I said nothing. But I internalized her words, and the hurt that they brought.
It’s been nearly two and a half years since that conversation, and only now it strikes me as funny that it was the last lucid talk we ever really had. As I stare down at my puppy Alfie, sleeping peacefully next to me while I work, I am pulled to thoughts of her.
She was right that I used to prize my freedom above all else. In my teens and early twenties, I traveled like I’d never get the chance again. If there was a trip and I could somehow afford it, I went, without thinking much about what I was leaving behind. I stayed gone for as long as I could, often abandoning my apartment for months at a time, soaking in all that the world had to offer me. My wanderlust knew no bounds — I was young and unattached and free.
Sure, coming home to all of my creature comforts was nice, but in truth there wasn’t much there waiting for me; an empty fridge and piling mail.
All of that has changed for me.
Today, my apartment is bursting with love. I have a family to come home to: Dave, our cat Penny and of course, now Alfie. We do almost everything together and being with them fills my heart up to its brim, and makes me feel whole in a way I never imagined before. Leaving them is hard, but not because of logistics or the cost of pet sitters. It’s hard because I love them and I miss them, and frankly, I hate being away from them. They’re my favorites!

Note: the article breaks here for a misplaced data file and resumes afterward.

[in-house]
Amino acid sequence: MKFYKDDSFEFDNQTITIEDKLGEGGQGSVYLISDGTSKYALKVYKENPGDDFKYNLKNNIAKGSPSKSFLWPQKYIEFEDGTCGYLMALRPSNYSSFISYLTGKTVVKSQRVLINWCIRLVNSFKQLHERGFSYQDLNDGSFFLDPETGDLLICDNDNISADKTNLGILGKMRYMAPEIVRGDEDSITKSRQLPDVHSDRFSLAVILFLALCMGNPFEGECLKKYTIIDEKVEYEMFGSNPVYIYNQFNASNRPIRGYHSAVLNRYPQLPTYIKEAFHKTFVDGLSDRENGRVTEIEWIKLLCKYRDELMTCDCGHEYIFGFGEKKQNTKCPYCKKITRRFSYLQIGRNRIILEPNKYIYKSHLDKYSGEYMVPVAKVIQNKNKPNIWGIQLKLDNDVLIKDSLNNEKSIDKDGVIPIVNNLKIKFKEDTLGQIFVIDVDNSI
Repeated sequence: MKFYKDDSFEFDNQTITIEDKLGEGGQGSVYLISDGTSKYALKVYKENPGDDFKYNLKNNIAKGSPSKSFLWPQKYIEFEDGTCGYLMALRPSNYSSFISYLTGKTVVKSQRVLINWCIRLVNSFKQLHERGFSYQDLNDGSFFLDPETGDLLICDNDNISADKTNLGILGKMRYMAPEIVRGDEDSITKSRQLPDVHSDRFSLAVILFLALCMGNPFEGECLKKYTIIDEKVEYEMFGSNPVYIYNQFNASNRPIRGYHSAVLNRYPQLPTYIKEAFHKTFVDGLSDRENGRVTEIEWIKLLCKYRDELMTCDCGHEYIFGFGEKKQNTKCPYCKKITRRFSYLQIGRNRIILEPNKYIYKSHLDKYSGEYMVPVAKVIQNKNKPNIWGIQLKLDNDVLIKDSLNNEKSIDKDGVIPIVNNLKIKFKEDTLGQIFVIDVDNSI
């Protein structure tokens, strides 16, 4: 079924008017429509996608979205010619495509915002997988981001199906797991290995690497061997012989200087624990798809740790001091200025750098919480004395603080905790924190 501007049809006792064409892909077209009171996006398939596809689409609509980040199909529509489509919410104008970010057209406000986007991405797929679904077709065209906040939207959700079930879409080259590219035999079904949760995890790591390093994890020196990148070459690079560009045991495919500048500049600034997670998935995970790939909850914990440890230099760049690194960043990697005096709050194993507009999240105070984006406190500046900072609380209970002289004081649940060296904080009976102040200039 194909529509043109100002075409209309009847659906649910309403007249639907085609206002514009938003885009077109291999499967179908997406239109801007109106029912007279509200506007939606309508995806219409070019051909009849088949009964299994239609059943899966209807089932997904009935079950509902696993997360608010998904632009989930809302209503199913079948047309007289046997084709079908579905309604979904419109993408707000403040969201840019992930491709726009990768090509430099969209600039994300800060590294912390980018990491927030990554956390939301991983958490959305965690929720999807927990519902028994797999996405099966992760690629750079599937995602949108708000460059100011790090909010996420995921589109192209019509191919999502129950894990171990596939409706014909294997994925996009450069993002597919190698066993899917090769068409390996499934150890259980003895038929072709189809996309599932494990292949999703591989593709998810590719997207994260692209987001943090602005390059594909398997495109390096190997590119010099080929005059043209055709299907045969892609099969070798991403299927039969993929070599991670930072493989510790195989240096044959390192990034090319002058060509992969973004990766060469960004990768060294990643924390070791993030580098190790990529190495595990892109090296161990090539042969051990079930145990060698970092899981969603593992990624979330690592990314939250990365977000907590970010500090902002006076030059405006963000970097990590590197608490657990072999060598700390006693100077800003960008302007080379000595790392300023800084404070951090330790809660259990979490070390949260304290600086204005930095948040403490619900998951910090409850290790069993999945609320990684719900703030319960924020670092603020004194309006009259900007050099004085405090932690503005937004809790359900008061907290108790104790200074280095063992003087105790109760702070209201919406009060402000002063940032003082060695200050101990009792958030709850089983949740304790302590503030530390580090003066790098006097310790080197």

Although I have to admit, in many ways, having a dog does bind me. I have to get up each morning at a reasonable time to take him for a walk. I have to plan out my days around his needs: I must make sure he gets his meals, enough exercise and socializing, and that I spend adequate time training and bonding with him. I can’t just pick up and go whenever to wherever. All of that is true.
But when I think about how much I’ve gained — a sweet, loyal companion, a furbaby who loves me no matter what is going on in my life; an unrelenting best friend — I realize that ultimately, “freedom” is not the most important thing to me anymore.
If I could talk to my grandma again, or if I could go back to that conversation, I would kindly tell her what I know now: I could keep my life set up forever so that I am unattached and free. That would mean I could do whatever I want, and I wouldn’t have anyone to answer to. But having a partner and a cat and a dog to love and to love me is worth more than all of that to me now. They give me something to come home to; something to miss, something to work towards. I’m more patient, more giving, more loving and more myself.
I don’t feel tied down or imprisoned; I feel complete. I feel whole. I’m no longer trying to escape my life. I’m right here living and loving it.
I gave up my “freedom,” and I found something that’s worth a lot more: the beautiful feeling of home.